Non-CYP Metabolism

Non-CYPs play an important role in the metabolism of many drugs. The emerging importance of UGTs in DDIs is highlighted by their inclusion in the 2012 versions of the FDA and EMA DDI guidances. Non-CYP enzymes include:

  • UGT
  • Flavin monooxygenase (FMO)
  • Monoamine oxidase (MAO)
  • Aldehyde oxidase (AO)
  • Xanthine oxidase (XO)

How Absorption Systems approaches non-CYP inhibition testing?

UGT Inhibition
We incubate probe substrates with individual human recombinant UGT enzymes, with and without test article. The rate of appearance of a specific probe metabolite is compared with that of the solvent control without test article to assess inhibition of a given UGT by a test article.

Why non-CYP enzyme phenotyping?

Knowing how a drug candidate is eliminated by the human body is important in understanding the potential for drug-drug interactions. Drug metabolism pathways and the relative contributions of different enzymes are evaluated through enzyme reaction phenotyping studies.  Depending on the enzyme(s) of interest, these studies are performed using liver,  cyotosol, or recombinant enzymes.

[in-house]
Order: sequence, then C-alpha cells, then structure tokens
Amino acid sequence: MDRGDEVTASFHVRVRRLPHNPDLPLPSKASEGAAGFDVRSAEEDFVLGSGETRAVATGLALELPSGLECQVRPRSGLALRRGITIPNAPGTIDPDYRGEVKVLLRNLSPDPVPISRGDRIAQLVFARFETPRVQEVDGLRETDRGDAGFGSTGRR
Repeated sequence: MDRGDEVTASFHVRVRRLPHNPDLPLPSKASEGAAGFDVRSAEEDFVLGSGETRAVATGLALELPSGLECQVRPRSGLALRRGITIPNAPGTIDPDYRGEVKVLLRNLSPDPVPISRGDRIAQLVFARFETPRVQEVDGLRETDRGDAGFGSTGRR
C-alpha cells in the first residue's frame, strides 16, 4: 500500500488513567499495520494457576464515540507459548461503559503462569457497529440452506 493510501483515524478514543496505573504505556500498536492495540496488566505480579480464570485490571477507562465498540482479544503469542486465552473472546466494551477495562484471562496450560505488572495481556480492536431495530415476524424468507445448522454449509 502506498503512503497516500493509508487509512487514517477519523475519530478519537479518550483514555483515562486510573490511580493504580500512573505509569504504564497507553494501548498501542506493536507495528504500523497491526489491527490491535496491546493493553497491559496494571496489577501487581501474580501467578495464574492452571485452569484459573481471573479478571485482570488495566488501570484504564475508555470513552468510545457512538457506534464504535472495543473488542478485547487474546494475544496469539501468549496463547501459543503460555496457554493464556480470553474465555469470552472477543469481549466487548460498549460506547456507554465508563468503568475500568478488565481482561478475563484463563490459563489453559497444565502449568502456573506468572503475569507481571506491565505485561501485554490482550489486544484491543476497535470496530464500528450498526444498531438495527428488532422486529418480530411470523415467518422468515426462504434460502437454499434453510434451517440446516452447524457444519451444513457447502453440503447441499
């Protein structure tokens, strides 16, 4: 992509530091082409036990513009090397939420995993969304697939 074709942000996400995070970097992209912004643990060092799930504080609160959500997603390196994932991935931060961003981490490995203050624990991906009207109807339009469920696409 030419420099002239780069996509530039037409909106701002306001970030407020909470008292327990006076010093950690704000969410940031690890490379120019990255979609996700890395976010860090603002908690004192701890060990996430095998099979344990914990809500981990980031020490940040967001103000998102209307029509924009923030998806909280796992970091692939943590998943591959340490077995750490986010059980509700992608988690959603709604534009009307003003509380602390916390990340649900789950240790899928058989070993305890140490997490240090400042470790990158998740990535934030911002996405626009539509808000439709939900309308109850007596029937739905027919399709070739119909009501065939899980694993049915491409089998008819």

How Absorption Systems approaches non-CYP enzyme phenotyping:

UGT Phenotyping
Incubation of test article with human recombinant UGT enzymes. Disappearance of test article is compared to that of a control treatment (no UGT enzymes present) in order to assess the contribution of a given UGT to the test article’s metabolism

MAO/FMO Phenotyping
Incubation of test article with human recombinant MAO/FMO enzymes. Disappearance of test article is compared to that of a control treatment (no MAO/FMO enzymes present) in order to assess the contribution of a given MAO/FMO to the test article’s metabolism

AO/XO Phenotyping
Incubation of test article with human liver cytosol and specific chemical inhibitors. Disappearance of test article is compared to that of a control treatment (no inhibitor) in order to assess the contribution of AO or XO to the test article’s metabolism.